A few weeks ago M and B were sort of sloppily wrestling. Since I was in the midst of worrying that I put a stop to 'normal' brotherly play too quickly I let it go on for a moment. I wasn't really paying that close attention as they took their interaction to the couch, at which time B started screaming bloody murder. I looked closer to see that M had B's forearm clenched tightly in his teeth. I physically had to pry one child's mouth off of my other child's arm. B's flesh was the color of ground beef in the perfect shape of a mouth. I was horrified. So horrified that before I could address B's obvious pain I had to drag M to his room for an extended time out. He was hysterical and I still wonder if I did the right thing or not. I kept my cool as much as one could in such a situation and just kept telling him (between gritted teeth) that Mommy was very, very upset with him for biting his brother, and that was why he was going to spend quite a bit of quiet time in his room until he could rejoin us. I went back to his room every so often to remind him in the simplest terms a wordy girl like me could muster...'We don't bite. Ever.'

Three days later, as I was bent over, trying to wipe his bottom, and at the same time keep him from rubbing his hands on his tushy, he got angry and bit my side-- right under my rib cage. Both B and I still have slight marks from our bites. B reminds me still each and every day, 'M hurt my arm.'

It sucks. It sucks royally. I know why he's taken to biting. (and I also know we are very, very lucky to have only been on the receiving end of such a behavior twice) He is frustrated because he can't communicate to us properly. His expressive speech has improved somewhat over the past month or so. There are more, spontaneously appropriate utterances; and yet, there is clearly so much more in that beautiful brain of his that he CAN'T tell us but really and truly wants to.

Tonight we went out to dinner with a friend and her son. M was perfect at dinner, as he so often is at a restaurant. However, when we were leaving he adamantly refused to step off the sidewalk and climb into our car. I had one hand holding his cup, my keys, and our leftovers, which left me with one one hand to control him. It just wasn't happening. Thankfully I had someone else there to make sure that B didn't run out into the parking lot. M was very, very upset, but I had no idea why. I still am not quite sure, though his sour tummy after we got home may have been the culprit.

My child is 5.5 years old. He weighs 45 pounds. What will I do when he weighs 145 pounds? How will I get him from point A to point B? I have no freaking clue and that scares the living crap out of me. It horrifies me to think of the what if's that could occur in the future. We already deal with stares over negative public behaviors because M doesn't look like he is different on the surface. Can you imagine if I was struggling with a teenager--or worse, a grown man--in public this way? Would someone think he was hurting me? Would they hurt him in turn? Will someone call the police? Will they take him away from me??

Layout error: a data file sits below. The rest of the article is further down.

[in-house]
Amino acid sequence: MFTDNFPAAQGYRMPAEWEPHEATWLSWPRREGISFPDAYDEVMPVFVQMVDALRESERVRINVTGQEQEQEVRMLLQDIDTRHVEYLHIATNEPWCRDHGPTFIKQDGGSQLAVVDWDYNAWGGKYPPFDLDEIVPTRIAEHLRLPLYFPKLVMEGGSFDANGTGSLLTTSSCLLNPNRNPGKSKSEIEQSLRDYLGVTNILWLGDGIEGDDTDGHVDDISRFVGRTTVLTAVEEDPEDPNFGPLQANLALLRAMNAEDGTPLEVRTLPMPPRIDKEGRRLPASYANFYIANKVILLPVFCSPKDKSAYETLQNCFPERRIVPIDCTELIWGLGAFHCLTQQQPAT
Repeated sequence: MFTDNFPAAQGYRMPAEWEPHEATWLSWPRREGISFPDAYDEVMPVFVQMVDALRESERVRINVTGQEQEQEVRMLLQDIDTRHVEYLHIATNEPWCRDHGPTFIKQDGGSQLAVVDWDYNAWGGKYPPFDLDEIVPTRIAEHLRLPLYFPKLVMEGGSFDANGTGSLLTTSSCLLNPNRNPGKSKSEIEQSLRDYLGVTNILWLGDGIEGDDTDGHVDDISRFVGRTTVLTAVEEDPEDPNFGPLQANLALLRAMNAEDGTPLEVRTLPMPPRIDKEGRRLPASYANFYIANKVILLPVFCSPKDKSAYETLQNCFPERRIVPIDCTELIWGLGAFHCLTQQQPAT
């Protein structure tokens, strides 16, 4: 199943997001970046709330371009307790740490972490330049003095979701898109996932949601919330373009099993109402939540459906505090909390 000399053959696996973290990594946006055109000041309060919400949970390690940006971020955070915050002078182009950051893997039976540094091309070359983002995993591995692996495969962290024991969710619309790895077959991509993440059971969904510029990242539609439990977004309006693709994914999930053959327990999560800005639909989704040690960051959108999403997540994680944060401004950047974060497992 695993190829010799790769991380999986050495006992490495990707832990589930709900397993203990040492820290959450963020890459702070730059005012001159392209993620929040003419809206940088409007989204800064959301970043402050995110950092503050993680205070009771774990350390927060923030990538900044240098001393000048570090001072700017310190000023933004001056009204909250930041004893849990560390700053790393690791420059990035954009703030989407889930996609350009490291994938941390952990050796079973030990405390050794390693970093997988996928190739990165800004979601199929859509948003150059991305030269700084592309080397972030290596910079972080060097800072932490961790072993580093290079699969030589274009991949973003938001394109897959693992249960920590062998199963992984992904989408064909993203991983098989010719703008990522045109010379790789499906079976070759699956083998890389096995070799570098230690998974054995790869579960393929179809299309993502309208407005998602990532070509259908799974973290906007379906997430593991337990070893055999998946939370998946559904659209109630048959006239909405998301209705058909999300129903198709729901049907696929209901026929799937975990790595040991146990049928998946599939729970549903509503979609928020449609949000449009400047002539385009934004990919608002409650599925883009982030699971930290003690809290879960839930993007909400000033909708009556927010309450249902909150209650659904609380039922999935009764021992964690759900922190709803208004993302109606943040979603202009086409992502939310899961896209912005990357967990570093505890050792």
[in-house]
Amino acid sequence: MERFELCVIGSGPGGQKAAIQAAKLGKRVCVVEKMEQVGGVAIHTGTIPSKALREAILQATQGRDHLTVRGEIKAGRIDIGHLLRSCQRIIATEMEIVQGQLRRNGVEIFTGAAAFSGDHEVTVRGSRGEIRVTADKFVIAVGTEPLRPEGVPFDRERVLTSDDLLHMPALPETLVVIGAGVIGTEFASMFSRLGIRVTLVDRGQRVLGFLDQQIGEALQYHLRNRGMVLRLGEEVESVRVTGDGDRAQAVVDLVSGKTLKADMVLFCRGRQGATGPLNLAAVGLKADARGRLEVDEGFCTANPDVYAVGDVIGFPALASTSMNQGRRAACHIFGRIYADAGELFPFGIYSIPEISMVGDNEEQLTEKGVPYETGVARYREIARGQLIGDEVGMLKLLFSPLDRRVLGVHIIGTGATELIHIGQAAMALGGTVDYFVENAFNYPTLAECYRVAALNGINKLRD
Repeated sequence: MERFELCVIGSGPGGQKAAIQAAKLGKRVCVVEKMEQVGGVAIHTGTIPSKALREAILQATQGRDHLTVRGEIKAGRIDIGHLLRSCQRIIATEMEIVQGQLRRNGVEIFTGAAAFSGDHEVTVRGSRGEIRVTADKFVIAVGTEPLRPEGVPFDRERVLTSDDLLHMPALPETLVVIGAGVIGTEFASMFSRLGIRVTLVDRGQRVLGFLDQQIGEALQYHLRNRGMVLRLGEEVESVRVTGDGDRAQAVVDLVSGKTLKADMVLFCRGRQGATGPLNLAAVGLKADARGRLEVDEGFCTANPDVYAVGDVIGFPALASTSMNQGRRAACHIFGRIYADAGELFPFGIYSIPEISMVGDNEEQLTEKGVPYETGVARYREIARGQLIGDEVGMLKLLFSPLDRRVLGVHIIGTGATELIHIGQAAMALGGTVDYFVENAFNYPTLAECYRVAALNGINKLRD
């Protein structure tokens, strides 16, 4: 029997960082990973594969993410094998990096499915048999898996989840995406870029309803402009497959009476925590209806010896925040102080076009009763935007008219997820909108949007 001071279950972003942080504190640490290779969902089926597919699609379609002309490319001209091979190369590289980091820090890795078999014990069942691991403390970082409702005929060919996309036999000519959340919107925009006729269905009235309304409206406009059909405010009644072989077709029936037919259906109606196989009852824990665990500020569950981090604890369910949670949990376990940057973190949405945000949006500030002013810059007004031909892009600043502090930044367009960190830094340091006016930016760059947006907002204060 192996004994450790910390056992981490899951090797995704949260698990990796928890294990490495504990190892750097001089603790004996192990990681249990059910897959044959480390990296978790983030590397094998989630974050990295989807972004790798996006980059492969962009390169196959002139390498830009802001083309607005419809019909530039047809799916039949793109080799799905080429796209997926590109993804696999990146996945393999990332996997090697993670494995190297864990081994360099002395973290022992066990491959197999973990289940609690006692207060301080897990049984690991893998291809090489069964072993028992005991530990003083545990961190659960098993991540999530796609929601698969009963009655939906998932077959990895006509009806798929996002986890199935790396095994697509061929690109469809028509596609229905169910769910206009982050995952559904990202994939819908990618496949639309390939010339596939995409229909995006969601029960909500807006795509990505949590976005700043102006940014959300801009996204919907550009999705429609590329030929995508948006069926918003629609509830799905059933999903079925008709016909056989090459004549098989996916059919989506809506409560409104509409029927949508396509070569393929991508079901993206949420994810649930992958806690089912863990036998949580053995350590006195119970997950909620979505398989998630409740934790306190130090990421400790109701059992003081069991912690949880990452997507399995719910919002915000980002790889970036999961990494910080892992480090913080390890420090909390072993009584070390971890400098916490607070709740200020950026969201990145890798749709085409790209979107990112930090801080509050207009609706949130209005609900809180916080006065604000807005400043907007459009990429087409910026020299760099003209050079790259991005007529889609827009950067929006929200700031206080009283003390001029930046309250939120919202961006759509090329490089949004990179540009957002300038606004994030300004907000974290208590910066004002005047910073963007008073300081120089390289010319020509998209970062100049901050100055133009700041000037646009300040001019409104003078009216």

And so all I can do is send yet another plea out to the universe: Please, please help my little boy. Help his body to feel more sound and his mouth to find his voice. Help him to remain the sweet-natured, loving boy that I know him to be, and give him the means to deal with his emotions in a rational manner.

I don't ever want to get to a point where I cannot remain his caretaker. The thought is too much to bear, but I would be lying if I said that it wasn't one that has crossed my mind.

I know how lucky we are. M is generally a gentle, sweet, old-soul of a child. I sometimes have to remind myself of the things I am blessed with rather than letting the thoughts of what I don't have overwhelm me and send me into self pity.


Tuesday, March 10, 2009

Some Crazy Shiznit

My parents just left after a six-day visit. Lots to talk about, but little energy to think so I will leave you with a most bizarre tale from my brother.

My brother lives outside of Lexington, Kentucky. He called us on Friday and said, 'Hey! I met William Shatner yesterday!' My response: 'I heard he's a bit of an asshole. How did you meet him?'

Wait for it...

(and no, it wasn't at a Star Trek convention)

'I witnessed a murder.'

Well, crap. That was NOT what I expected his answer to be.